New study suggests IVF births have greater risks of complications

A recent study conducted in Australia at Adelaide University is raising concerns about the maternal and fetal risks of infertility treatments. The researchers analyzed records from over 300,000 births in Australia between 1986 and 2002 and compared the number of adverse birth events after natural conception versus fertility treatments. Multiple births, which carry increased risks, were excluded from the analysis. The findings indicate that women who give birth after in vitro fertilization (IVF) are more likely to suffer from serious complications. Babies born following fertility treatments are more likely to be born prematurely, be underweight, be stillborn, or die only a few weeks after birth.

The rate of stillbirth was 1.1% for any birth using fertility treatment, compared to 0.5% for natural conception. The rate of premature birth was 7.9% compared to 4.7% with natural conception. Low birth weight was 9.4% compared with 4.7%. The rate of neo-natal death was 0.5% compared to 0.3% with natural conception. The risk of complications varied in terms of what type of treatment was used, with problems more common in births from in vitro fertilization (IVF) than intracytoplasmic sperm injection (ICSI). The researchers noted that the risks related to ICSI were reduced when frozen embryos were used.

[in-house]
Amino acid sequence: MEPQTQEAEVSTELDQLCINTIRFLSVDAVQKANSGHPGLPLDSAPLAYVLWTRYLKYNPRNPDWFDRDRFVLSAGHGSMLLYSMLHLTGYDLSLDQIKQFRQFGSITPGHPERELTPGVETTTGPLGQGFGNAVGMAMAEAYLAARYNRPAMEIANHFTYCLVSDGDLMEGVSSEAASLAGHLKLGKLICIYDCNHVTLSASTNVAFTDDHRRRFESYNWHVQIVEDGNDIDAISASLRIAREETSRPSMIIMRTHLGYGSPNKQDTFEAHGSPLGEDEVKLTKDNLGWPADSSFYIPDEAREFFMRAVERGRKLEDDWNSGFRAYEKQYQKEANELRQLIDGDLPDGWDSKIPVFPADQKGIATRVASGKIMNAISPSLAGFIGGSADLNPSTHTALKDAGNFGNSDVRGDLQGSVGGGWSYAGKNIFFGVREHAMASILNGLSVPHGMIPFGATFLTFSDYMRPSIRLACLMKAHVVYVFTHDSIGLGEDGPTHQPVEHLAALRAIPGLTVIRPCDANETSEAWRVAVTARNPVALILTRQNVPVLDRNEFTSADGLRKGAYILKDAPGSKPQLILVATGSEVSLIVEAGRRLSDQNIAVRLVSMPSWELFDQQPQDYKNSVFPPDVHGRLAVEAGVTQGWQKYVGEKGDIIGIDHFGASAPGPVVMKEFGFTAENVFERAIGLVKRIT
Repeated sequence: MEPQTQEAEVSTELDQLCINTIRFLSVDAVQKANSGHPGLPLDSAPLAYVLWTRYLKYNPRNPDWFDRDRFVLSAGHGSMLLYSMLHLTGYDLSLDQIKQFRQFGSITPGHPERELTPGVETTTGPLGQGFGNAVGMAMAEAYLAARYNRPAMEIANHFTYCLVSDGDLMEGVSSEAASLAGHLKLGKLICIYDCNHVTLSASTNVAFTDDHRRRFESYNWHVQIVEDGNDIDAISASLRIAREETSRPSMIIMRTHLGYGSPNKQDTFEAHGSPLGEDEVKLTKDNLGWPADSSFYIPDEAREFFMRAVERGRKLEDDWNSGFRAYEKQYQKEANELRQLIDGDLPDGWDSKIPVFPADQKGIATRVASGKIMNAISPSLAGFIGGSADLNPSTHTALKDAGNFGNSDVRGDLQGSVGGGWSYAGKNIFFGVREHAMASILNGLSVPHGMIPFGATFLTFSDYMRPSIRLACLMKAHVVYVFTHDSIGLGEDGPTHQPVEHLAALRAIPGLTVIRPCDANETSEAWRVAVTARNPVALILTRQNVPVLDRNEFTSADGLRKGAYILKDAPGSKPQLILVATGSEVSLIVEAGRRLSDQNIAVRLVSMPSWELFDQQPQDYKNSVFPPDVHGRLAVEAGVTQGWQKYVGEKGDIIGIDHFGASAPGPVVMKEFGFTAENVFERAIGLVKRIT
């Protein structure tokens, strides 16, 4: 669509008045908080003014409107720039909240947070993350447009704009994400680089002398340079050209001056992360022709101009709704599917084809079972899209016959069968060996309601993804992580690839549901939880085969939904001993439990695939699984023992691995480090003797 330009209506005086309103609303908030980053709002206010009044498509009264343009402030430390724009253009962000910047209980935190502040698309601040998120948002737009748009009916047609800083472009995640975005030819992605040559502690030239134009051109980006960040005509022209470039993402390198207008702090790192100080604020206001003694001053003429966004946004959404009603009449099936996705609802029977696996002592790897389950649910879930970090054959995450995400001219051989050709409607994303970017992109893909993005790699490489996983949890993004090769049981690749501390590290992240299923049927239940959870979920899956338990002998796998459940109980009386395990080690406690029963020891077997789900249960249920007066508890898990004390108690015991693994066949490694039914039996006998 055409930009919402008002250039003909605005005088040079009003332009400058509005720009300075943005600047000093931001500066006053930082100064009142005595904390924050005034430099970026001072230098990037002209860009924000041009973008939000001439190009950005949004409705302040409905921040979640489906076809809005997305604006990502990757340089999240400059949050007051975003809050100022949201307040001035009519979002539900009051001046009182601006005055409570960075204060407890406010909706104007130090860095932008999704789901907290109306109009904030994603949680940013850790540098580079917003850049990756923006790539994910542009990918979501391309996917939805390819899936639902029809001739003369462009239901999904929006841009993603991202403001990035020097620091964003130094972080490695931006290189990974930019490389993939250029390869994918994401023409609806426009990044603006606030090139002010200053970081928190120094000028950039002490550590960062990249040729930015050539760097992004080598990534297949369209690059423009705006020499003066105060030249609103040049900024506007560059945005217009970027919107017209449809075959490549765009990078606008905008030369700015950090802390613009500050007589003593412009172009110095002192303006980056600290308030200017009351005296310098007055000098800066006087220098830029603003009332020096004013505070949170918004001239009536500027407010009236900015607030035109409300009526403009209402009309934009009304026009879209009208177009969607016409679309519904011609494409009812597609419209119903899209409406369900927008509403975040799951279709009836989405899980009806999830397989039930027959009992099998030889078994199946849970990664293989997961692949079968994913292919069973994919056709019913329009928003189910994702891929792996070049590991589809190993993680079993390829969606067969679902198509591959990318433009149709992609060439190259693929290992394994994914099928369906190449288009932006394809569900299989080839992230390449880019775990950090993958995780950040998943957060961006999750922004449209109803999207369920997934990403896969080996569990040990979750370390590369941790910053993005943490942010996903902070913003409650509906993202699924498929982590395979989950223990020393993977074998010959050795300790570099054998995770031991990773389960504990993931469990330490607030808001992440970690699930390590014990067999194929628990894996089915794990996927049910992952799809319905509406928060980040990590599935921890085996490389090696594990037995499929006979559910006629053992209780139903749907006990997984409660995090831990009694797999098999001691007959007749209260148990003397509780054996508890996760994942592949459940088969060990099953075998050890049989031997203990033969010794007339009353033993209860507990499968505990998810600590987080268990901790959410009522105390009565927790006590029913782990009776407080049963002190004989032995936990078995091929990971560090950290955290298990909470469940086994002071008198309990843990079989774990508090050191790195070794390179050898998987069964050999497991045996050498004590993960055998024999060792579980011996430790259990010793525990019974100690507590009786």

The study leaves open the possibility that babies conceived using fertility treatments fared worse because of other reasons such as health problems, older maternal age, or whatever caused the couple to be infertile. Lead researcher Michael Davies said, “There is in all likelihood a contribution from both the treatment and patient factors.” Notably, the highest risks of complications were to a group of women who had suffered fertility problems but had conceived naturally, supporting Davies’ belief that many of the complications could have been due to the medical problems underlying their infertility.

In reviewing these findings, Dr. Dagan Wells, an Oxford University fertility expert, said:

“Although this study suggests the risk of some adverse outcomes is higher in pregnancies conceived using IVF, the overall risk of these problems remains low.”

Read more about fertility treatments here.

Read more about the study here.

Read the UK National Health Service response here. 

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